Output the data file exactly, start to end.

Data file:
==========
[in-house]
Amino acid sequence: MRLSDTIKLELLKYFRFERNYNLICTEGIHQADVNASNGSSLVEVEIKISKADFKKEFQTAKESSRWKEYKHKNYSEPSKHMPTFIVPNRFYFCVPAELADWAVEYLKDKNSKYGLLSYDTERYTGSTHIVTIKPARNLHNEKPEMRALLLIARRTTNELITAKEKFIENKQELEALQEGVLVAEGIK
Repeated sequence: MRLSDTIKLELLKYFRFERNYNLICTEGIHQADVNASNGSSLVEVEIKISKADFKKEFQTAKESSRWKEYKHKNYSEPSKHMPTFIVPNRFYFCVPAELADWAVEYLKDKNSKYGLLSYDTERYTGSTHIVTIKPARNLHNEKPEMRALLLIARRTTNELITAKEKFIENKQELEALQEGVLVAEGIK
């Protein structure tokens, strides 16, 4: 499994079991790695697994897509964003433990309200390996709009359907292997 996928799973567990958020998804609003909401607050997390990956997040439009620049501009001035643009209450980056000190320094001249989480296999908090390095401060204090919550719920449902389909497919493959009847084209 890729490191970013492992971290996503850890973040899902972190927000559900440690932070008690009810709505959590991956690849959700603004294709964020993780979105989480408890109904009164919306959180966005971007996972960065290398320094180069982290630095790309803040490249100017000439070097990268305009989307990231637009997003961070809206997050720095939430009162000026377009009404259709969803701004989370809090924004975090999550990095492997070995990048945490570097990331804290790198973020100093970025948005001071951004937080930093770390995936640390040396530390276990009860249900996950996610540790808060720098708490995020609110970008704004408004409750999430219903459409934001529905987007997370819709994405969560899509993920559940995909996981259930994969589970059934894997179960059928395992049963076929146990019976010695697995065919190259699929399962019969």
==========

[in-house]
Amino acid sequence: MRLSDTIKLELLKYFRFERNYNLICTEGIHQADVNASNGSSLVEVEIKISKADFKKEFQTAKESSRWKEYKHKNYSEPSKHMPTFIVPNRFYFCVPAELADWAVEYLKDKNSKYGLLSYDTERYTGSTHIVTIKPARNLHNEKPEMRALLLIARRTTNELITAKEKFIENKQELEALQEGVLVAEGIK
Repeated sequence: MRLSDTIKLELLKYFRFERNYNLICTEGIHQADVNASNGSSLVEVEIKISKADFKKEFQTAKESSRWKEYKHKNYSEPSKHMPTFIVPNRFYFCVPAELADWAVEYLKDKNSKYGLLSYDTERYTGSTHIVTIKPARNLHNEKPEMRALLLIARRTTNELITAKEKFIENKQELEALQEGVLVAEGIK
């Protein structure tokens, strides 16, 4: 499994079991790695697994897509964003433990309200390996709009359907292997 996928799973567990958020998804609003909401607050997390990956997040439009620049501009001035643009209450980056000190320094001249989480296999908090390095401060204090919550719920449902389909497919493959009847084209 890729490191970013492992971290996503850890973040899902972190927000559900440690932070008690009810709505959590991956690849959700603004294709964020993780979105989480408890109904009164919306959180966005971007996972960065290398320094180069982290630095790309803040490249100017000439070097990268305009989307990231637009997003961070809206997050720095939430009162000026377009009404259709969803701004989370809090924004975090999550990095492997070995990048945490570097990331804290790198973020100093970025948005001071951004937080930093770390995936640390040396530390276990009860249900996950996610540790808060720098708490995020609110970008704004408004409750999430219903459409934001529905987007997370819709994405969560899509993920559940995909996981259930994969589970059934894997179960059928395992049963076929146990019976010695697995065919190259699929399962019969």